MADISON, Wis. — The method used to make the Pfizer and Moderna vaccines could change the future of medicine as we know it. Researchers inside the Wisconsin Institutes for Medical Research have been studying the same mRNA technology in the COVID-19 vaccines for the past decade. What they’re discovering it can be used for now is groundbreaking.
Professor and Director of the Forward Bio Institute at UW Madison Bill Murphy even called it “game-changing.”
“The mRNA can encode for things that can be therapeutic,” Murphy said. “That might be activating the immune system to attack cancer, it might be producing monoclonal antibodies that allow cancer to be detected and ultimately attacked.”
Aside from possible cancer treatments, the mRNA technology is being tested on a range of things. Murphy said it is being tested to treat/cure things like HIV and Dengue fever.
Recently, Murphy and his team tested how well it would work to fix a spinal cord injury in a rat that could not use its hind legs. After using an mRNA delivery method into the rats spinal cord cells, the rat was able to walk again.
Murphy and his team also tested it on treating diabetic wounds that would otherwise not heal on their own. The mRNA treatment mimicked skin tissue, allowing the wounds to heal in 2-6 weeks.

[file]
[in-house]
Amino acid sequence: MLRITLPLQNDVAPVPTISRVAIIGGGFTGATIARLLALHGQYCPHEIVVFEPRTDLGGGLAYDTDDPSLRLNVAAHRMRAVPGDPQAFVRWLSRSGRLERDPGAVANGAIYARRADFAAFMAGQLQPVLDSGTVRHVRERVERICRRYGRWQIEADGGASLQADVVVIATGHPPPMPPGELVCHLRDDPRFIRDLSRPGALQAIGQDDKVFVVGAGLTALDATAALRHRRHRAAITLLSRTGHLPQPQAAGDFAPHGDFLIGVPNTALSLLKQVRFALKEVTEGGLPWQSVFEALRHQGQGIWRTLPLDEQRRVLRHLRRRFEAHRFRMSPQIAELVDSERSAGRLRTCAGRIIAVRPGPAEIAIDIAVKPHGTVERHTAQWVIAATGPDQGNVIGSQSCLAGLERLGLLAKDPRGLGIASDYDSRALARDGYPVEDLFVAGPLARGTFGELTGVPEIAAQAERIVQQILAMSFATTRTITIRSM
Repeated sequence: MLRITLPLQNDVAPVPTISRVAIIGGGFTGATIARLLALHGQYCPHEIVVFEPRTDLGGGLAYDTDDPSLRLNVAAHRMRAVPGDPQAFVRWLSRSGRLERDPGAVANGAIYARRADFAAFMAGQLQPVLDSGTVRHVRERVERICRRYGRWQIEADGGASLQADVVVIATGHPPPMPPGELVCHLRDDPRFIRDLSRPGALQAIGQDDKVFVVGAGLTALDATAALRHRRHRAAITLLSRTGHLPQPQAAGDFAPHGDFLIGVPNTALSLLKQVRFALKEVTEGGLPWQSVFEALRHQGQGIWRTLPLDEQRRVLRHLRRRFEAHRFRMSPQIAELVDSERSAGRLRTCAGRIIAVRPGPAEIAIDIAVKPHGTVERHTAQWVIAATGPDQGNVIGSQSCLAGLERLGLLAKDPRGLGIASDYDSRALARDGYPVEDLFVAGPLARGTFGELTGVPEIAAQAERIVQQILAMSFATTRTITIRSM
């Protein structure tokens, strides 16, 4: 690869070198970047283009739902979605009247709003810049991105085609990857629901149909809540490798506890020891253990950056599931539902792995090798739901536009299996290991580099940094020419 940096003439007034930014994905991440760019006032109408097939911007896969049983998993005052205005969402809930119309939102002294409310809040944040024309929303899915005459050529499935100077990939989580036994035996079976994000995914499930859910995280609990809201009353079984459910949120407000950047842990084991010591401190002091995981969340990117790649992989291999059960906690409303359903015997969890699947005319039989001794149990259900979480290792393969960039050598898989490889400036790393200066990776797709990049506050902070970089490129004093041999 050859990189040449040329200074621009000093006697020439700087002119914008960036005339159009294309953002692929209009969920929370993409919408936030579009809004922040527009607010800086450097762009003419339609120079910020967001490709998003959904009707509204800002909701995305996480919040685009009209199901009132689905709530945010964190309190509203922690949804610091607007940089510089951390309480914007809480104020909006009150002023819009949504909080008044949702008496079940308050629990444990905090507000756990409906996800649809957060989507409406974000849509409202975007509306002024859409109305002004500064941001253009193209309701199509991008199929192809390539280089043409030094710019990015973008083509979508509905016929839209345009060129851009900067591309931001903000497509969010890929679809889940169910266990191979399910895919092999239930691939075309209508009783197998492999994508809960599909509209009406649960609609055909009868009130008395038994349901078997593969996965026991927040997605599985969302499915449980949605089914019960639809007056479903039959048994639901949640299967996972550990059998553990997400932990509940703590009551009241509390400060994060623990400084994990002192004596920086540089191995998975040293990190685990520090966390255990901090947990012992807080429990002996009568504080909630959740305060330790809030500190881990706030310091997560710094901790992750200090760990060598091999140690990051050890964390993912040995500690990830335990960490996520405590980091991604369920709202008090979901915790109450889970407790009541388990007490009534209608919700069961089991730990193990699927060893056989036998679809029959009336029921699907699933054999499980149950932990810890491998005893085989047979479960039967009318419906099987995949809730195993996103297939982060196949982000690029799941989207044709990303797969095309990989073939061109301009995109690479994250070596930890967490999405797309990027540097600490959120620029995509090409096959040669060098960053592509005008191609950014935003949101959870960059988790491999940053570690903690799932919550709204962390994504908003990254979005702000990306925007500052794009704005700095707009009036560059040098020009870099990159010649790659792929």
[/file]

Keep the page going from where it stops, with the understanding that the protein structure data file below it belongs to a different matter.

“It’s using the cells inside the body to produce the drug,” Murphy said. “So you’re essentially creating a factory for production of treatments inside your own body.”
Murphy said one of the most fascinating things about mRNA is that “we can have an idea in the morning and have a prototype treatment in the afternoon.”
The one obstacle they face is finding a way to not have to store it an unbearably cold temperatures.
“If you think about that, even in the United States, it’s very challenging,” Murphy said, “But in low income type economies, that’s going to be tremendously difficult.”
Murphy said despite that challenge, the discovery of what the mRNA technology could do is remarkable.
“One of the directions we are headed in to regenerate human tissue is delivering mRNA in blood clots and in bone marrow clots so they can turn into functional tissues,” he said.
Murphy said mRNA dissolves in the body fairly quickly after being administered, which helps alleviate any safety concerns.
“It’s the same type of molecule being delivered every time,” Murphy said. “It’s similar in structure whether you’re treating cancer or COVID, versus a typical drug treatment where every drug has to be produced, tested and manufactured differently.”
Murphy said right now, there are about 200 different mRNA based product being developed and maybe tens of them in clinical trials. He expects we will see them start to roll out one after another in the coming years.
Author: Jamie Perez